• Consumer confidence remained flat in the second quarter, according to the latest figures from Deloitte
  • Continued growth in leisure and non-essential items during the quarter
  • Job security among younger consumers fell to lowest level since 2012
  • Clarity from the government over the Brexit process could support consumer spending

Consumer confidence remained unchanged in the days following the EU referendum, but confidence in job security fell considerably.

A survey of 3,000 consumers carried out in the three days after the referendum found that consumer confidence was flat compared with the previous quarter. However, consumers appeared to be more concerned about future job security.

Confidence in job security fell by three points in the second quarter from the previous quarter, and by six points compared to the same period last year, according the latest figures from business advisory firm Deloitte.

Confidence in job security among those aged 18-34 fell by seven points to its lowest level since the start of 2012.

In addition, the consumer tracker showed that people are continuing to shift their spending towards non-essential, discretionary items and away from everyday essentials. Net spending on both big and small-ticket discretionary items rose compared to the previous quarter.

Leisure spending is still growing at a faster rate than retail spending though, as consumers prioritise spending on experiences, such as eating out and entertainment.

Deloitte chief economist Ian Stewart said: “We surveyed UK consumers […] against a backdrop of the resignation of the Prime Minister and a sell-off in UK equities and the pound.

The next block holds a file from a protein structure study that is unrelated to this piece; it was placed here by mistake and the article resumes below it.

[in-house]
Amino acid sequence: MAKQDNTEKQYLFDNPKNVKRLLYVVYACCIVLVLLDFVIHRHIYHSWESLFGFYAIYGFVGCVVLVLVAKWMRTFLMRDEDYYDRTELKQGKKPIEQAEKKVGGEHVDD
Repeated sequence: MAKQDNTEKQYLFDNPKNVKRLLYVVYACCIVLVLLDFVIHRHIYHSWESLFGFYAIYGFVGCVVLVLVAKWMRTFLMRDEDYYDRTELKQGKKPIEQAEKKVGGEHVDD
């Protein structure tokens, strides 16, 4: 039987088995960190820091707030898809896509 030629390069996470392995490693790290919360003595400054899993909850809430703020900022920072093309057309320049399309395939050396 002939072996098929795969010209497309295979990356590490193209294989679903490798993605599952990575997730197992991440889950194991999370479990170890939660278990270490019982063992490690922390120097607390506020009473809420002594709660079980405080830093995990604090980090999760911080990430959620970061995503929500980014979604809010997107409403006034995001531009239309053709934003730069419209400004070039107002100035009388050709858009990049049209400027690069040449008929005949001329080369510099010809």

“Despite the turmoil, confidence among our sample was, remarkably, unchanged from March.”

Stewart said this resilience “contrasts with the plunge in business confidence” recorded in Deloitte’s post-referendum CFO survey.

He added, however, that the outlook for growth has dimmed and that, due to the “complexity, scale and importance of the negotiations” that uncertainty is “here to stay”.

Stewart said that the government can provide important reassurance to consumers and business “by providing a compelling vision of the UK’s long-term economic future”.

Deloitte head of consumer research Ben Perkins said: “It remains to be seen what impact political and economic uncertainty will have on the consumer market. However, a silver lining lies in the fact that consumer-focused economic fundamentals remain favourable, with inflation, unemployment and the cost of borrowing still all low.”